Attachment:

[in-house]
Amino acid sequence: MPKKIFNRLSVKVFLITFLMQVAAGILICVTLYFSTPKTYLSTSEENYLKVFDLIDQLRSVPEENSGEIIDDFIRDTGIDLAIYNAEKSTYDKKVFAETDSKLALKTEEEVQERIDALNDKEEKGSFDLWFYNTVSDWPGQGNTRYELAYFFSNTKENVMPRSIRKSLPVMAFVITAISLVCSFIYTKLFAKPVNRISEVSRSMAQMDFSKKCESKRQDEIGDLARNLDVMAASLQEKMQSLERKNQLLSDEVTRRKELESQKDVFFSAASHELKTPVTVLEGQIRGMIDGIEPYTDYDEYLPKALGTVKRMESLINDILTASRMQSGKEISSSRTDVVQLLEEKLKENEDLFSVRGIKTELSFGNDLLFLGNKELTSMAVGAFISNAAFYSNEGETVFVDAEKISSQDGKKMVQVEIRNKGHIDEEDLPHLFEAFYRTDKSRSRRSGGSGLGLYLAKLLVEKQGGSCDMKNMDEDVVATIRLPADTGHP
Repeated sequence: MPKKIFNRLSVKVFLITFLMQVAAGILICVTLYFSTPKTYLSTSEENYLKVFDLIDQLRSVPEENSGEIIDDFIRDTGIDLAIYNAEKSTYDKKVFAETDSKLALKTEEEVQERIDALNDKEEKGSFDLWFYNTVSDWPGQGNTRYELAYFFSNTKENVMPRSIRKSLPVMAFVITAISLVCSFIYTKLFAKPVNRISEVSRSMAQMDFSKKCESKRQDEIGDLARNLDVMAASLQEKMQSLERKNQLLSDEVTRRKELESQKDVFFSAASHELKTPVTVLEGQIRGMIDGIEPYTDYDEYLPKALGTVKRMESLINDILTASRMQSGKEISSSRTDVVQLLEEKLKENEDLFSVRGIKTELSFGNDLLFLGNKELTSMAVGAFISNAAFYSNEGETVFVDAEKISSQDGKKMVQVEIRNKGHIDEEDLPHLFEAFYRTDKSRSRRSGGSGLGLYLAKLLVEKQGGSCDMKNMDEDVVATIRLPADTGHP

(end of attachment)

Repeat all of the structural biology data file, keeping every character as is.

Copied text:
[in-house]
Amino acid sequence: MPKKIFNRLSVKVFLITFLMQVAAGILICVTLYFSTPKTYLSTSEENYLKVFDLIDQLRSVPEENSGEIIDDFIRDTGIDLAIYNAEKSTYDKKVFAETDSKLALKTEEEVQERIDALNDKEEKGSFDLWFYNTVSDWPGQGNTRYELAYFFSNTKENVMPRSIRKSLPVMAFVITAISLVCSFIYTKLFAKPVNRISEVSRSMAQMDFSKKCESKRQDEIGDLARNLDVMAASLQEKMQSLERKNQLLSDEVTRRKELESQKDVFFSAASHELKTPVTVLEGQIRGMIDGIEPYTDYDEYLPKALGTVKRMESLINDILTASRMQSGKEISSSRTDVVQLLEEKLKENEDLFSVRGIKTELSFGNDLLFLGNKELTSMAVGAFISNAAFYSNEGETVFVDAEKISSQDGKKMVQVEIRNKGHIDEEDLPHLFEAFYRTDKSRSRRSGGSGLGLYLAKLLVEKQGGSCDMKNMDEDVVATIRLPADTGHP
Repeated sequence: MPKKIFNRLSVKVFLITFLMQVAAGILICVTLYFSTPKTYLSTSEENYLKVFDLIDQLRSVPEENSGEIIDDFIRDTGIDLAIYNAEKSTYDKKVFAETDSKLALKTEEEVQERIDALNDKEEKGSFDLWFYNTVSDWPGQGNTRYELAYFFSNTKENVMPRSIRKSLPVMAFVITAISLVCSFIYTKLFAKPVNRISEVSRSMAQMDFSKKCESKRQDEIGDLARNLDVMAASLQEKMQSLERKNQLLSDEVTRRKELESQKDVFFSAASHELKTPVTVLEGQIRGMIDGIEPYTDYDEYLPKALGTVKRMESLINDILTASRMQSGKEISSSRTDVVQLLEEKLKENEDLFSVRGIKTELSFGNDLLFLGNKELTSMAVGAFISNAAFYSNEGETVFVDAEKISSQDGKKMVQVEIRNKGHIDEEDLPHLFEAFYRTDKSRSRRSGGSGLGLYLAKLLVEKQGGSCDMKNMDEDVVATIRLPADTGHP